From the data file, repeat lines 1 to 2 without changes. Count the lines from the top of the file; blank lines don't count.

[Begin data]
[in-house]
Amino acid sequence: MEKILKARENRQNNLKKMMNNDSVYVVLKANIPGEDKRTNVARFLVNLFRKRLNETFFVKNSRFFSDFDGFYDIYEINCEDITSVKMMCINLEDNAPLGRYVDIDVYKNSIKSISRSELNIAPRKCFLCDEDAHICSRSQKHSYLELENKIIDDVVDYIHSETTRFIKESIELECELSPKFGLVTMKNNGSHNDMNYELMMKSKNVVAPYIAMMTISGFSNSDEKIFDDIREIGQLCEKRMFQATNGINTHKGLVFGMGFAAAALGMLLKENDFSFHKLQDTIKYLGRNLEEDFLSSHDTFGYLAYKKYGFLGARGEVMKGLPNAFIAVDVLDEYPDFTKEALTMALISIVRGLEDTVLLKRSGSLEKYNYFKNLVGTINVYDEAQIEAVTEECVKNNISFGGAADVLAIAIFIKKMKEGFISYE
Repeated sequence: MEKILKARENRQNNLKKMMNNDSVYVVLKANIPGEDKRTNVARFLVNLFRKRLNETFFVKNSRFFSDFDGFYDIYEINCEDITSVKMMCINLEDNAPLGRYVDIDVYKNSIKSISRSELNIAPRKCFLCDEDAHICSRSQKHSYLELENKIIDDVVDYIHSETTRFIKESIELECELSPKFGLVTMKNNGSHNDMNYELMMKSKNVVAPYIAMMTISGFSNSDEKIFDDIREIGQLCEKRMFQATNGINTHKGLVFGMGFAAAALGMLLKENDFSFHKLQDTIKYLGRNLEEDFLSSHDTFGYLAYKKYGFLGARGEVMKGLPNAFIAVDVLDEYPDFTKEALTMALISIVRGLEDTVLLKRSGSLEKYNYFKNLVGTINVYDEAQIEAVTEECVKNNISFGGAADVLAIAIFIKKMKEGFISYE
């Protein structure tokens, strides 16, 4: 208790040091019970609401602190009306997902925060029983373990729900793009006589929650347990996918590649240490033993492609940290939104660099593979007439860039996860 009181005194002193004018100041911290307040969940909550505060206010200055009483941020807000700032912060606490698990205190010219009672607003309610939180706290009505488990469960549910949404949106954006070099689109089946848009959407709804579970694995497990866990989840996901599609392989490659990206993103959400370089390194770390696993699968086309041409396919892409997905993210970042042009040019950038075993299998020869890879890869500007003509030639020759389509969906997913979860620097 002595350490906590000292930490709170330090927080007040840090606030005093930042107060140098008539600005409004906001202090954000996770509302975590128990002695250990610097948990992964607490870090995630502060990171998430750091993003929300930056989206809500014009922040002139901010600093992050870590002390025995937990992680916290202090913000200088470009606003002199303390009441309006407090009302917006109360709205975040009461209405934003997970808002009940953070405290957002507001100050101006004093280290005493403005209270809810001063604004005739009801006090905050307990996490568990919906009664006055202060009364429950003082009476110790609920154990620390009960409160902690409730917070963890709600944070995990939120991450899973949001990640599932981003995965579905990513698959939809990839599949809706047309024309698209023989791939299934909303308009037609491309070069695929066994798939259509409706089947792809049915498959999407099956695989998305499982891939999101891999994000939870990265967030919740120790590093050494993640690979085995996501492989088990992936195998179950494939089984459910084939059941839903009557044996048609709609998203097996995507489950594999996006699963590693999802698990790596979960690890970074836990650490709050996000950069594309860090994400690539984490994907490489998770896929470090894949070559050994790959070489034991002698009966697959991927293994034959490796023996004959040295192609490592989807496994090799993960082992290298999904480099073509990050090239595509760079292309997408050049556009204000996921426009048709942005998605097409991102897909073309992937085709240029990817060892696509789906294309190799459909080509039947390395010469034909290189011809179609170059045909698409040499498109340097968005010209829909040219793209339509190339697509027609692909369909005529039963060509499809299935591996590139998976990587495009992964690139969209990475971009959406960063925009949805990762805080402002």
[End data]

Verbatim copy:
[in-house]
Amino acid sequence: MEKILKARENRQNNLKKMMNNDSVYVVLKANIPGEDKRTNVARFLVNLFRKRLNETFFVKNSRFFSDFDGFYDIYEINCEDITSVKMMCINLEDNAPLGRYVDIDVYKNSIKSISRSELNIAPRKCFLCDEDAHICSRSQKHSYLELENKIIDDVVDYIHSETTRFIKESIELECELSPKFGLVTMKNNGSHNDMNYELMMKSKNVVAPYIAMMTISGFSNSDEKIFDDIREIGQLCEKRMFQATNGINTHKGLVFGMGFAAAALGMLLKENDFSFHKLQDTIKYLGRNLEEDFLSSHDTFGYLAYKKYGFLGARGEVMKGLPNAFIAVDVLDEYPDFTKEALTMALISIVRGLEDTVLLKRSGSLEKYNYFKNLVGTINVYDEAQIEAVTEECVKNNISFGGAADVLAIAIFIKKMKEGFISYE